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Academic guilt, work/life balance, and chasing time.

I really love the twitter and facebook feed, “Shit Academics Say”. It’s always accurate and nearly always funny. The image above this post was brazenly stolen from the facebook feed. This week, the humor is a bit too accurate. I’m winding down yet another 6 day work week (which should be seven if you count the exam I just wrote for tomorrow’s class) and wondering how long I’ll be able to keep chugging along apace.

I went back to grad school to get a PhD after getting burned out with direct therapy work. It’s a tough gig. I had a real mission to go out in the world and build up some damned good counselors to work with kids. I’ve definitely done some of that- I’ve had a lot of very talented students over the years.

However, when I take a step back and have time to sneak in some reflective thinking (usually while I’m waiting for a big data package to load or while I’m stuck in an airport), I ask myself if the academia thing is measuring up. At my current joint, I’m being forced to teach four graduate courses a semester, along with program direction, a boatload of clinical supervision hours/week, and of course, somehow I’m supposed to be writing while I keep all of the other plates spinning- and I’m not even getting into the service requirements.

Is it worth the bother?

In monetary terms, no. I’ve never been very motivated by financial gain, but when I calculated my actual hourly wage given the average number of hours I work per week, I did throw up a little. The university doesn’t MAKE me work 60 hour weeks, but if I don’t, plates begin crashing to the floor quickly. And what plates are ok to drop? I feel a deep obligation to the students to educate them adequately for their careers as counselors, so the teaching plate must spin. It’s embarrassing to show up to committee meetings not knowing what’s going on, so that one can’t drop. Publishers get peevish if you miss your deadlines, so the books have to happen, as do the research outcomes, because no one wants to go through IRB twice for the same study.

So, what’s left on the choice chooser? 1. Work long crazy hours. 2. Disappoint self and others.

Not much of a choice. I imagine that #2 is largely a by-product of the personality types common in the academy: compulsive, high self-monitoring, success driven, altruistic overachievers. It might be interesting to parse some of that in terms of early life psychohistory, but that’s not my mission today. Today I’m wandering about trying to decide how to decide the worth of time spent (this is the kind of sentence that ends up on “Shit Academics Say” because no other person would write such a thing).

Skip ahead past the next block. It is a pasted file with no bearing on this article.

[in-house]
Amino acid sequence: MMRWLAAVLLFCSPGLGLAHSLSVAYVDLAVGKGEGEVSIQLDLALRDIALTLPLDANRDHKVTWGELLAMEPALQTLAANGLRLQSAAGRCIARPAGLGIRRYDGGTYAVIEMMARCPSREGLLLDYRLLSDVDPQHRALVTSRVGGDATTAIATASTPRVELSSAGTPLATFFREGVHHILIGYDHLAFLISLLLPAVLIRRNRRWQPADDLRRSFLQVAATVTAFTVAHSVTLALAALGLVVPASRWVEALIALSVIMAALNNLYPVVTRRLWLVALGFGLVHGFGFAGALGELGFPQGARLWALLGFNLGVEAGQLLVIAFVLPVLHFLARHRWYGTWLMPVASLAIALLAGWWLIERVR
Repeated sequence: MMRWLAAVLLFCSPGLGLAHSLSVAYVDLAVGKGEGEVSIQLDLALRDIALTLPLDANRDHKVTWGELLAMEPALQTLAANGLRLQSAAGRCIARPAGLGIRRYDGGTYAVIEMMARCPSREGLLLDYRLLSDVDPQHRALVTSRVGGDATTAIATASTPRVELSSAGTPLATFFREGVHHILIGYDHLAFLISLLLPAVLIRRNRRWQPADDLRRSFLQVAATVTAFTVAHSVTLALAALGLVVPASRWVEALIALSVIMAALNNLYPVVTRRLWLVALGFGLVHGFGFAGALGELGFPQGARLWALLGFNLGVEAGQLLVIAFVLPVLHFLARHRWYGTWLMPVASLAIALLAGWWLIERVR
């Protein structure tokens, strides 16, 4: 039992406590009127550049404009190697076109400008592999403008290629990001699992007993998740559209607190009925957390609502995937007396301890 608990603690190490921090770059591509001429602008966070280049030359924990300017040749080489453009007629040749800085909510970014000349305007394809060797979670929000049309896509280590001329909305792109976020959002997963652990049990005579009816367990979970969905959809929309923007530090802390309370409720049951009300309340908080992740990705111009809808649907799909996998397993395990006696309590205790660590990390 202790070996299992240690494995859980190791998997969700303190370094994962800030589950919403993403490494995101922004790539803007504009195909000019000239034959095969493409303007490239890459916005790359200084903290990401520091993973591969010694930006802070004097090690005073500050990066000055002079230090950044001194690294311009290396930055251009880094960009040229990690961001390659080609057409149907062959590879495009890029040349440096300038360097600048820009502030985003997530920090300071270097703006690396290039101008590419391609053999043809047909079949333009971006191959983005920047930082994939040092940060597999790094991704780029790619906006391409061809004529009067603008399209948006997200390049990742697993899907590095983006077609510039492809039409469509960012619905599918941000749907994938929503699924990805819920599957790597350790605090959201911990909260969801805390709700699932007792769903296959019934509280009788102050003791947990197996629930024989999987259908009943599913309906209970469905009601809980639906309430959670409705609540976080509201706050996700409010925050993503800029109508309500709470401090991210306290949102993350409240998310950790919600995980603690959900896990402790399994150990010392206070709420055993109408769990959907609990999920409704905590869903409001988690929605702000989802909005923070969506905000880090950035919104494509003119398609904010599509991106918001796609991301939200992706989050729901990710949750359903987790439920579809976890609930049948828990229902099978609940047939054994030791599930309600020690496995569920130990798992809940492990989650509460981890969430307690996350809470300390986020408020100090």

As Mary Oliver said, we only get one wild and precious life. How we allocate the small quantity of hours within it is an enormous decision, worthy of a great deal of reflection and debate. I’m still working internally on the whole repotting idea; does it make more sense to try and reinvent myself outside of the academic context completely, or to try and talk sense into the admins at my current place of work so that the gig is survivable? Many pieces and parts join together to make this a complex and ambiguous situation, one that I won’t probably have a great answer to anytime really soon. Writing about these inner dialogues can help sort the reasonable thoughts from the nutty propositions, but mostly, it’s a matter of finding time to reflect and consider. I think I’ll start that today with the rest of Mary Oliver’s poem, The Summer Day, where she equates attention to prayer.

Who made the world?
Who made the swan, and the black bear?
Who made the grasshopper?
This grasshopper, I mean-
the one who has flung herself out of the grass,
the one who is eating sugar out of my hand,
who is moving her jaws back and forth instead of up and down-
who is gazing around with her enormous and complicated eyes.
Now she lifts her pale forearms and thoroughly washes her face.
Now she snaps her wings open, and floats away.
I don’t know exactly what a prayer is.
I do know how to pay attention, how to fall down
into the grass, how to kneel down in the grass,
how to be idle and blessed, how to stroll through the fields,
which is what I have been doing all day.
Tell me, what else should I have done?
Doesn’t everything die at last, and too soon?
Tell me, what is it you plan to do
with your one wild and precious life?

One thought on “Academic guilt, work/life balance, and chasing time.

  1. You capture the struggles within academia (for women especially) oh so well! In my 22 year career I was faced with many of these crossroad moments and finally decided to take my plunge into a brave new world almost 2 years ago. It’s called phased retirement, and although I am far from retired at the age of 58, it turned out to be one way for me keep one foot in teaching (which I do love in many ways), while savoring some other dreams and passions that include running my own private practice, writing, and enjoying a more even pace in life with my family. I will honestly admit that the transition was difficult when it came to feelings of loss and grief for those things I developed and nurtured throughout my years in the university as well as some identity related moments, but overall, it’s been a good choice and one that has everything to do with your blog post, especially the part about chasing time. Thanks for reminding me, Silvia

    Liked by 1 person

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